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Brandeis University's Community Newspaper — Waltham, Mass.

Don’t reap ‘Grimm’ yet: Grant it a second chance

Published: November 4, 2011
Section: Arts, Etc., Top Stories

If we’ve learned anything from the Grimm fairytale “Little Red Riding Hood,” it’s that strange men are wolves out to destroy the innocence of wayward young girls. Unfortunately the writers of NBC’s new series “Grimm,” which premiered last Friday, did not receive this lesson, making their pilot episode’s villainous big bad wolf a man who loses control of his supernatural side when he sees red.

Regardless, “Grimm” has real potential. Perhaps, as the show develops, it will delve into the life lessons enmeshed in the old German fairytales rather than focusing on the blatant personifications used to frighten generations of young children.

The show focuses on Nick Burckhardt (David Giuntoli), a young police detective for whom everything is going well … that is until he begins to see demons. Through a few somewhat confusing and rambling explanations, we learn that Nick is descended from Jakob and Wilhelm Grimm, the two men who collected the German folktales referred to today as Grimm’s fairytales, and, due to this, he has the ability to see demons where normal humans cannot. It now falls to him to maintain the balance between the human world and the world of the demons that inhabit our worst nightmares. Sadly for him, he has very little experience with this and will have to learn as he goes along.

Throughout the episode we are introduced to the cast of characters and, honestly, most of them are underwhelming. Giuntoli’s Nick was somewhat yawn-inducing and blank-faced. He just is not cute enough to get away with that. With some better writing, however, Giuntoli could certainly step up to the plate and deliver a spectacular performance; he just did not have any lines that made me sit up and take notice.

That is really the main problem; the writing just does not let the characters shine. Russell Hornsby as Nick’s partner fell into the archetypal black sidekick mold and he could be so much more. (I am not even going to tell you his name because he was so trivial that I couldn’t remember it from scene to scene.) Nick’s almost-fiancee, played by Bitsie Tulloch, was much the same. Every scene with her was almost instantly forgotten once it had ended. She was given no interesting dialogue and seemed to be more of a prop than an actress.

That being said, the writers did score a home run with the character Eddie Monroe (Silas Weir Mitchell). Monroe, a blutbad (a kind of werewolf, if you will), had fun and engaging lines and was expertly portrayed by Mitchell. I am already a Mitchell fan due to his work as Donny on “My Name is Earl” and as the bumbling arms dealer Seymour on “Burn Notice.” He continued his trend of being the funniest man in the room on “Grimm.” Not only was he given funny lines to say (unlike the other characters) but he delivers them all in this genuine manner guaranteed to make the viewers smile.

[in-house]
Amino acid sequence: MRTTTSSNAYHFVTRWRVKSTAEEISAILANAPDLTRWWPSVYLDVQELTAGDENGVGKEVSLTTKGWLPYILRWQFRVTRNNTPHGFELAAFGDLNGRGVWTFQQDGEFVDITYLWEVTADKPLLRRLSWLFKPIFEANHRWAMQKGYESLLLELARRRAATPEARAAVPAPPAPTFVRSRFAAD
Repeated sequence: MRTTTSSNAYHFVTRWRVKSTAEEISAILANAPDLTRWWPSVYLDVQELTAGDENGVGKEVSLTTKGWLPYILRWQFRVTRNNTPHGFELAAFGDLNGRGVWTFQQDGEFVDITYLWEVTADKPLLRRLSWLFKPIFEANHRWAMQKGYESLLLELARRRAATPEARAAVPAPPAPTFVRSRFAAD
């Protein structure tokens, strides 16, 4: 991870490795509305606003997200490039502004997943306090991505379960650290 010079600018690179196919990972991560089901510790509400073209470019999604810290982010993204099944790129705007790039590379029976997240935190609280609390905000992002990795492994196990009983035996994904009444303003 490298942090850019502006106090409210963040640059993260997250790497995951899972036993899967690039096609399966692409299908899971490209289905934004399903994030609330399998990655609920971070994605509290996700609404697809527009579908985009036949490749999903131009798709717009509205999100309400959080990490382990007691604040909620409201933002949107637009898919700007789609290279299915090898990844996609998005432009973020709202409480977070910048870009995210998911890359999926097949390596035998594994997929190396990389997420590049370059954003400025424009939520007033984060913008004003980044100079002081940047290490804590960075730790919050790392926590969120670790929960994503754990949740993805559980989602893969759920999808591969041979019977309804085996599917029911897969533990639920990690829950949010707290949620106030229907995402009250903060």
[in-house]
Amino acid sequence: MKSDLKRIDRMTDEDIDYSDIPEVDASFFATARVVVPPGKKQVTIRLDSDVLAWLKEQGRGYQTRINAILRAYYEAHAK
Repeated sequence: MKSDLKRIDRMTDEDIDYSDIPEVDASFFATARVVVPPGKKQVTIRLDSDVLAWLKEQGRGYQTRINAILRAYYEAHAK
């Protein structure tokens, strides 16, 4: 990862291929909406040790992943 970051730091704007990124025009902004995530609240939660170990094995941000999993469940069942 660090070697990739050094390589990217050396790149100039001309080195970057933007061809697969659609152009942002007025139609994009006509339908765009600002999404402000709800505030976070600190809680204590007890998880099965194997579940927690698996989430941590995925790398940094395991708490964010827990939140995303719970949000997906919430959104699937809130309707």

The biggest problem with this show is the lackluster script. I am aware that I only saw the pilot and a lot of shows have rocky pilots, so I still have hope that “Grimm” will improve. When I first heard about the show I was ecstatic. I love supernatural shows and am always on the lookout for my next paranormal fix. I was especially thrilled when I heard that producer David Greenwalt would be working on it; he worked on the fantastic “Buffy the Vampire Slayer” and its thrilling spinoff “Angel.”

Unfortunately, the producer has nothing to do with the script and the main genius of “Buffy” was its scripts, written by Joss Whedon, Jane Espenson, etc. The “Grimm” writers are clearly trying to emulate Whedon and Espenson (now the main writer for SyFy’s fun and wacky “Warehouse 13”) by writing a supernatural dramedy. Sadly however, these writers are not as talented and are having trouble finding the right mix between drama and comedy. One minute we hear Monroe make a joke that cracks us up and the next we see the little girl who was taken by the big bad wolf crying, making us cringe in horror.

While shows like “Buffy” and “Supernatural” prove that this duality can be achieved, “Grimm” has not hit the right balance yet. By trying to do both, neither is done to perfection.

All this being said, “Grimm” should definitely be given a second chance. It is an interesting premise and I look forward to seeing where it will go. With more time, the writers may develop the characters more and grow more comfortable writing for them. When I first tried to watch “Supernatural” I did not like it; it took time for me to see what a great show it is. I am hopeful that the same will happen with “Grimm.”

Give “Grimm” a second chance with me and tune in to watch it on Fridays at 9 p.m. on NBC.